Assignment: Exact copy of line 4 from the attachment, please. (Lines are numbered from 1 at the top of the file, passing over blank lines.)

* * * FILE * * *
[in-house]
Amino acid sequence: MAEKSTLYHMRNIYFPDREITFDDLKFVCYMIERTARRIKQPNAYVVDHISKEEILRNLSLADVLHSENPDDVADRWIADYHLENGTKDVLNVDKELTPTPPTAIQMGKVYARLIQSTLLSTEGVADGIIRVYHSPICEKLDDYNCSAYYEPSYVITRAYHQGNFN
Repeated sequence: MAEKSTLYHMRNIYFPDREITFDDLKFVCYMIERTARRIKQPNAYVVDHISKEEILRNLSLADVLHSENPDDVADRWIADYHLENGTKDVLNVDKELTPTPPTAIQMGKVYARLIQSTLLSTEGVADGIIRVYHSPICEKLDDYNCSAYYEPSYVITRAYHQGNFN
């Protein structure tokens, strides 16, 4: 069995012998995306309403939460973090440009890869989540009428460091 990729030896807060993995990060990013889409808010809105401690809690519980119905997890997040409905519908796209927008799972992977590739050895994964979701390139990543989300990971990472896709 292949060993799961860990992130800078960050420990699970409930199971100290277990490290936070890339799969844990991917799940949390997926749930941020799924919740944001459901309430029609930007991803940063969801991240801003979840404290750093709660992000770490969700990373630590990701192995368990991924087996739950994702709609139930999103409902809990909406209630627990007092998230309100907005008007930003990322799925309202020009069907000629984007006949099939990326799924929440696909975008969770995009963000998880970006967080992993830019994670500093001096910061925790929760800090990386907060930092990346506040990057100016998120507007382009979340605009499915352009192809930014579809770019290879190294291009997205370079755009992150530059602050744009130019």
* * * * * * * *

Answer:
């Protein structure tokens, strides 16, 4: 069995012998995306309403939460973090440009890869989540009428460091 990729030896807060993995990060990013889409808010809105401690809690519980119905997890997040409905519908796209927008799972992977590739050895994964979701390139990543989300990971990472896709 292949060993799961860990992130800078960050420990699970409930199971100290277990490290936070890339799969844990991917799940949390997926749930941020799924919740944001459901309430029609930007991803940063969801991240801003979840404290750093709660992000770490969700990373630590990701192995368990991924087996739950994702709609139930999103409902809990909406209630627990007092998230309100907005008007930003990322799925309202020009069907000629984007006949099939990326799924929440696909975008969770995009963000998880970006967080992993830019994670500093001096910061925790929760800090990386907060930092990346506040990057100016998120507007382009979340605009499915352009192809930014579809770019290879190294291009997205370079755009992150530059602050744009130019």